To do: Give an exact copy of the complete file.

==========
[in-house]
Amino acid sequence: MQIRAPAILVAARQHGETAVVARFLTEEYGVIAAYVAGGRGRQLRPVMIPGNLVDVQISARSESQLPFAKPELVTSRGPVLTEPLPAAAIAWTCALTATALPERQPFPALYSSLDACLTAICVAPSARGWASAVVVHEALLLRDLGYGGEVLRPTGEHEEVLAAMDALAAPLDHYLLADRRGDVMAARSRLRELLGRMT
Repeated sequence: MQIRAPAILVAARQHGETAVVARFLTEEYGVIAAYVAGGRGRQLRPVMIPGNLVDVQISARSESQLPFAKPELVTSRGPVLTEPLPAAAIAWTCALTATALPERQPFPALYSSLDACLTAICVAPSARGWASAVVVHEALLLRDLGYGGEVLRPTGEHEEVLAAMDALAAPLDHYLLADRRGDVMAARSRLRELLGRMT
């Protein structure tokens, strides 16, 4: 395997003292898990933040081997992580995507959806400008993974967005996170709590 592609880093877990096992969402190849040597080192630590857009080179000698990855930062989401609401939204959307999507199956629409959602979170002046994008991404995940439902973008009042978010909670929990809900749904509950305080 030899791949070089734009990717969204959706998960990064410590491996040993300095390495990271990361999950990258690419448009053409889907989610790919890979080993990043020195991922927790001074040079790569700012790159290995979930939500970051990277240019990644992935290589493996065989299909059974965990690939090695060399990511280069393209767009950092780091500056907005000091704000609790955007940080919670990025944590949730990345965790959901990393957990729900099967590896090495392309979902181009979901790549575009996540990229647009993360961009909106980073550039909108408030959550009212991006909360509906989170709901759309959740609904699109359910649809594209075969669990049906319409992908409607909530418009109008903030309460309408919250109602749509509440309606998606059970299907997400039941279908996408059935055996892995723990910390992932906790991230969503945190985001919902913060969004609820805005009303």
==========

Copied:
[in-house]
Amino acid sequence: MQIRAPAILVAARQHGETAVVARFLTEEYGVIAAYVAGGRGRQLRPVMIPGNLVDVQISARSESQLPFAKPELVTSRGPVLTEPLPAAAIAWTCALTATALPERQPFPALYSSLDACLTAICVAPSARGWASAVVVHEALLLRDLGYGGEVLRPTGEHEEVLAAMDALAAPLDHYLLADRRGDVMAARSRLRELLGRMT
Repeated sequence: MQIRAPAILVAARQHGETAVVARFLTEEYGVIAAYVAGGRGRQLRPVMIPGNLVDVQISARSESQLPFAKPELVTSRGPVLTEPLPAAAIAWTCALTATALPERQPFPALYSSLDACLTAICVAPSARGWASAVVVHEALLLRDLGYGGEVLRPTGEHEEVLAAMDALAAPLDHYLLADRRGDVMAARSRLRELLGRMT
């Protein structure tokens, strides 16, 4: 395997003292898990933040081997992580995507959806400008993974967005996170709590 592609880093877990096992969402190849040597080192630590857009080179000698990855930062989401609401939204959307999507199956629409959602979170002046994008991404995940439902973008009042978010909670929990809900749904509950305080 030899791949070089734009990717969204959706998960990064410590491996040993300095390495990271990361999950990258690419448009053409889907989610790919890979080993990043020195991922927790001074040079790569700012790159290995979930939500970051990277240019990644992935290589493996065989299909059974965990690939090695060399990511280069393209767009950092780091500056907005000091704000609790955007940080919670990025944590949730990345965790959901990393957990729900099967590896090495392309979902181009979901790549575009996540990229647009993360961009909106980073550039909108408030959550009212991006909360509906989170709901759309959740609904699109359910649809594209075969669990049906319409992908409607909530418009109008903030309460309408919250109602749509509440309606998606059970299907997400039941279908996408059935055996892995723990910390992932906790991230969503945190985001919902913060969004609820805005009303």